Written & Directed by Gaspar Noe
The bliss of Heaven is matched by the torment of Hell. This is the central theme of Gaspar Noe’s latest film, a psychedelic odyssey into madness, performed by mostly non-acting professional dancers. They have holed up in an abandoned boarding school during a snowstorm where they are celebrating their planned trip to the United States for a competition. The night’s revelry begins with spontaneous dancing and the consumption of some delicious sangria. After everyone has drunk of the celebratory punch, they realize it’s been spiked with LSD, and the nightmare begins. As is Noe’s style, the film is structured in surprising ways with often overly showy cinematography.
There is virtually no story in Climax beyond the main set-up, once the drugs kick in everything becomes chaotic, and we’re just sort of along for the ride, an attraction that might be popular at a theme park in Hell. You cannot argue that Noe isn’t ambitious, looking for technical challenges, picking interesting angles to film the dance numbers, and even pulling off a 42-minute one take Steadicam shot. Noe is also very blatant in his notion that Climax is a type of horror film. During an opening scene composed of interviews with the dance troupe members, we watch on an old tube television surrounded by books and VHS tapes. Standout titles include Night of the Living Dead and Suspiria. Combining dance and horror, along with some of the giallo-like lighting later in the movie are obvious nods to the classic Suspiria.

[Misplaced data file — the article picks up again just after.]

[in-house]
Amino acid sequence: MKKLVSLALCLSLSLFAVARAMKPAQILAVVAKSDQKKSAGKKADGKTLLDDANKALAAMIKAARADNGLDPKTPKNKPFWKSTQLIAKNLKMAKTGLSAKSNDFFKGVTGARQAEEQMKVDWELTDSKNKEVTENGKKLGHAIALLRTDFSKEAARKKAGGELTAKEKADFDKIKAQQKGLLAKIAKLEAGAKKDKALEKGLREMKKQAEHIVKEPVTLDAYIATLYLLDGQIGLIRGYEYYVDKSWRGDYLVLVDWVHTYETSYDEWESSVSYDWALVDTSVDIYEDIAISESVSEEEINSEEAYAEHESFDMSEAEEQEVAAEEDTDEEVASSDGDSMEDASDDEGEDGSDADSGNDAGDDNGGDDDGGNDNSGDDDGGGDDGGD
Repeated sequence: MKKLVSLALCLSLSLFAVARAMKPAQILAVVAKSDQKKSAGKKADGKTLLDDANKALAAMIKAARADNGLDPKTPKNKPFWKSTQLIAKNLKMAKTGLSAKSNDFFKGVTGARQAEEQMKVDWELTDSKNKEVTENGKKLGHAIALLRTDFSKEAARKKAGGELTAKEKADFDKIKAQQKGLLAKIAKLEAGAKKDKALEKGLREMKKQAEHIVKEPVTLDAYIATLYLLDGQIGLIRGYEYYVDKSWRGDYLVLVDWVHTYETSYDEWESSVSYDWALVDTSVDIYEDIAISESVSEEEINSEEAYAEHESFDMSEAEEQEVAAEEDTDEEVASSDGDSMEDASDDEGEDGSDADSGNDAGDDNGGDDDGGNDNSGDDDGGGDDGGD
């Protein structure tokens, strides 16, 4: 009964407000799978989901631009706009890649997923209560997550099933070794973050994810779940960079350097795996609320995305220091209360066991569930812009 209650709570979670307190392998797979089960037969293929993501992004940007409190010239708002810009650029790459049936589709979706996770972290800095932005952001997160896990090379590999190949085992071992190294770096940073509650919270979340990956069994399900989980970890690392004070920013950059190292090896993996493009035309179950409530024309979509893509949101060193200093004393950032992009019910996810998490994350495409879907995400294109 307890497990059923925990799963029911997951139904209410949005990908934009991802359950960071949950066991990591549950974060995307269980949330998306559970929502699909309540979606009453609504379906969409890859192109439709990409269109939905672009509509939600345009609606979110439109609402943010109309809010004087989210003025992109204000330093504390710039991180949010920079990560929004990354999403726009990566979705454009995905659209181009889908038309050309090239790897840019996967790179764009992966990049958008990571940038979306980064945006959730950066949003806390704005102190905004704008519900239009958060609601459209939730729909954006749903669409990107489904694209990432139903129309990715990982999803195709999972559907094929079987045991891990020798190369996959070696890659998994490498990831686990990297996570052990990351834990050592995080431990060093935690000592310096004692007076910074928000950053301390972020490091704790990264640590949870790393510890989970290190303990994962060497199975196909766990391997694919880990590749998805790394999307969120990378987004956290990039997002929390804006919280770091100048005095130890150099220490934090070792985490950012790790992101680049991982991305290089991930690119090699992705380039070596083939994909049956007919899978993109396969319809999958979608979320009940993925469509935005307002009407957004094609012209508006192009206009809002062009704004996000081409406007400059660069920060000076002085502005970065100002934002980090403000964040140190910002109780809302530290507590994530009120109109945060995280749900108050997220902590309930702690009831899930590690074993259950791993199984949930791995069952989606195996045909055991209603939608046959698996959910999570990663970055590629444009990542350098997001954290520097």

Climax pre-production was four weeks, and the film was shot in fifteen days, with the cast being allowed to improvise much of the dialogue and side plots. This is the greatest weakness of the movie because, as mentioned earlier, most of the cast are not professional actors. The extended dance sequence in the first act is a piece of cinematic brilliance, and it shows that these people are incredibly talented at improvising dances. The various backstories and betrayals play as weak and at their worst comical. I was never quite sure what Noe’s tonal intent was; if we were laughing with him or not.
Noe infuses the movie with his signature middle finger at conventions, showing the final scene of the film in the opening complete with credits rolling. About forty minutes into the picture, we get the acting and music credits, all blasted across the screen in stylized text. The movie ends on an extended fade to white, showing us an image that implies who the culprit behind the punch’s spiking may have been. Does any of this amount to any overarching ideas or themes Noe is attempting to convey? Nope. I just got the sense that this was an experiment, a playful filmmaking experience fueled by an interesting in hip hop dance styles.
Climax is a movie destined to find a cult following somewhere. It’s such a niche and stylistic experience that I know a small audience of passionate admirers will treasure it. As a movie with enough merit to warrant me revisiting it one day I don’t think it’s there. However, those opening dance scenes are some of the best individual film sequences I’ve seen in a long time so it won’t be a picture that’s forgotten easily.